Conversion therapy, also known as reparative therapy or sexual orientation change efforts (SOCE), is a discredited and harmful practice that attempts to change a person’s sexual orientation or gender identity. Conversion therapy has a long and complex history that spans over a century, with its origins rooted in homophobic and transphobic beliefs. In this article, we will examine the history of conversion therapy and its effects on LGBTQIA individuals.
I. The Roots of Conversion Therapy
The roots of conversion therapy can be traced back to the late 19th century when homosexuality was first identified as a medical condition. At the time, homosexuality was considered a mental illness, and doctors sought to find a cure for it. This led to the development of various therapies, including electroshock therapy, chemical castration, and lobotomies.
In the 1950s and 1960s, psychoanalysis became popular, and some therapists began using it to treat homosexuality. These therapies were based on the idea that homosexuality was caused by a person’s upbringing or early experiences and could be cured through therapy.
II. The Rise of Conversion Therapy
The 1970s saw the rise of the gay rights movement, which challenged the idea that homosexuality was a mental illness. However, some conservative groups continued to promote the idea that homosexuality was a disorder that could be cured. In the 1980s, with the emergence of the AIDS epidemic, some religious groups began to promote conversion therapy as a way to prevent the spread of the disease.
In the 1990s, a group of conservative therapists formed the National Association for Research and Therapy of Homosexuality (NARTH) to promote conversion therapy. NARTH claimed that homosexuality was a disorder that could be cured through therapy and that conversion therapy was a legitimate form of treatment.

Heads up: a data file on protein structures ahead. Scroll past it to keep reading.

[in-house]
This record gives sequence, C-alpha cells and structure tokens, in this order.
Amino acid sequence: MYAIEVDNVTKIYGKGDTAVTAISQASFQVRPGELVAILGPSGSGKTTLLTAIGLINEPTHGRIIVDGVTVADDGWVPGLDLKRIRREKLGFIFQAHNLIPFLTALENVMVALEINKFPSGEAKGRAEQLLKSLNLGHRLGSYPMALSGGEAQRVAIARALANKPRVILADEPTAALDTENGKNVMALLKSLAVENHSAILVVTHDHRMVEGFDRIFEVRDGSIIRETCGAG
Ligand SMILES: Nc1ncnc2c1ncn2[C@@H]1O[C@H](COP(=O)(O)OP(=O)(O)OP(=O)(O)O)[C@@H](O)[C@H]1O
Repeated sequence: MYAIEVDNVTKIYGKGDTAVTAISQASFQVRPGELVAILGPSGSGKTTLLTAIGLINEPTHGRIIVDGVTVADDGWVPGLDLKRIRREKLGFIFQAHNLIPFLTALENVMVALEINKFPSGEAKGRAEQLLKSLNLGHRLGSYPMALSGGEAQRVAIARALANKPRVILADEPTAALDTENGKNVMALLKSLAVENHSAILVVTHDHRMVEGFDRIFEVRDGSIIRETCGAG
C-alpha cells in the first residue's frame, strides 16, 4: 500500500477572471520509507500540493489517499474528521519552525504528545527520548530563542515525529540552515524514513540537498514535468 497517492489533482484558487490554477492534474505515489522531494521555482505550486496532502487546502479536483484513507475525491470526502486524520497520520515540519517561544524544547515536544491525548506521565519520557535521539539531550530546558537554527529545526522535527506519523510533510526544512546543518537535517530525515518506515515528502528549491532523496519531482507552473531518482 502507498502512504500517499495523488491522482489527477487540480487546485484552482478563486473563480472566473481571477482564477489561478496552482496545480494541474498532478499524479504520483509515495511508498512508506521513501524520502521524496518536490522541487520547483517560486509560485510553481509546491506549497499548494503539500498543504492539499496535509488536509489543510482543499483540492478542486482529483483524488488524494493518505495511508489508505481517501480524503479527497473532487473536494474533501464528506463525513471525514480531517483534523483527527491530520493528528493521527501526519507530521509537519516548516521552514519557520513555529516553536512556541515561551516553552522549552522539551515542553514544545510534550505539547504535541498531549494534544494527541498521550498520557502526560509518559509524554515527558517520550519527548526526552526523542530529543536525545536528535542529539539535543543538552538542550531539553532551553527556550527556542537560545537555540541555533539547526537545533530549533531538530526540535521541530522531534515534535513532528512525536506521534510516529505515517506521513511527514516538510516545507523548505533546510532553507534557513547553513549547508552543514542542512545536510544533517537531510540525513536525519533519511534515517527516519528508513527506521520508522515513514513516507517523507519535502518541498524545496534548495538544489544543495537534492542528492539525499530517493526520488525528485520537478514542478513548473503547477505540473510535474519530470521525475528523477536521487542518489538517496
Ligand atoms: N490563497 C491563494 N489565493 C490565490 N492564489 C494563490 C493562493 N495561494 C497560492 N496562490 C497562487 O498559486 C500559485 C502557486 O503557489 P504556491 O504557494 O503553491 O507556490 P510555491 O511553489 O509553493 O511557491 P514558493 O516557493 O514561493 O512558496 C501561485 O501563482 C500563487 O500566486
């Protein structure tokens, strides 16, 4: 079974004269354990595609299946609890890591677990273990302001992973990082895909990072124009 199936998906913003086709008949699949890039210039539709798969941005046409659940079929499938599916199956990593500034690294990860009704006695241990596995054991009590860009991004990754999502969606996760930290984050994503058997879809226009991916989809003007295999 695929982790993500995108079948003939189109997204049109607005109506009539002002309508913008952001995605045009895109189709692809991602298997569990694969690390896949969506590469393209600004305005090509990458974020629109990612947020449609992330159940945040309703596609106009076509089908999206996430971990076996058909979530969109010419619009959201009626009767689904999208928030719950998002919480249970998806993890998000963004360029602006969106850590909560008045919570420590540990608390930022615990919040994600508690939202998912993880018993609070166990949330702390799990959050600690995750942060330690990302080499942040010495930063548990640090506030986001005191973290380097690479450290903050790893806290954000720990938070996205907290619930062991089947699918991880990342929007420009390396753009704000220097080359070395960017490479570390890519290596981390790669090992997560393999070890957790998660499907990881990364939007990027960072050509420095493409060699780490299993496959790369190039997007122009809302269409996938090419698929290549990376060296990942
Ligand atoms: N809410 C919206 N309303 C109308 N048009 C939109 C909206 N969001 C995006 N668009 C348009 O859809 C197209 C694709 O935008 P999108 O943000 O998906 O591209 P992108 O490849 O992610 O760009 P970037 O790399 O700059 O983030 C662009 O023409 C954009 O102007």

III. The Failure of Conversion Therapy
Despite the claims of conversion therapy advocates, there is no evidence that conversion therapy is effective. In fact, most major medical and mental health organizations have come out against conversion therapy, including the American Medical Association, the American Psychological Association, and the World Health Organization.
Moreover, conversion therapy has been shown to have harmful effects on LGBTQIA individuals. Studies have shown that conversion therapy can lead to depression, anxiety, and suicidal ideation. It can also damage relationships with family and friends, leading to feelings of isolation and rejection.
IV. The Fight Against Conversion Therapy
In recent years, there has been a growing movement to ban conversion therapy. Currently, 20 states and the District of Columbia have banned conversion therapy for minors. Several other states have introduced bills to ban conversion therapy, and the Biden administration has expressed support for a federal ban on conversion therapy.
Advocates for LGBTQIA rights argue that conversion therapy is a form of discrimination that should be banned. They argue that LGBTQIA individuals have the right to live their lives free from the stigma and discrimination that conversion therapy promotes.
In conclusion, the history of conversion therapy is a sad and disturbing one. It is rooted in homophobia and transphobia and has been shown to be ineffective and harmful. While some continue to promote conversion therapy, the evidence is clear that it should be banned. LGBTQIA individuals have the right to live their lives free from discrimination and stigma, and conversion therapy has no place in a modern and just society.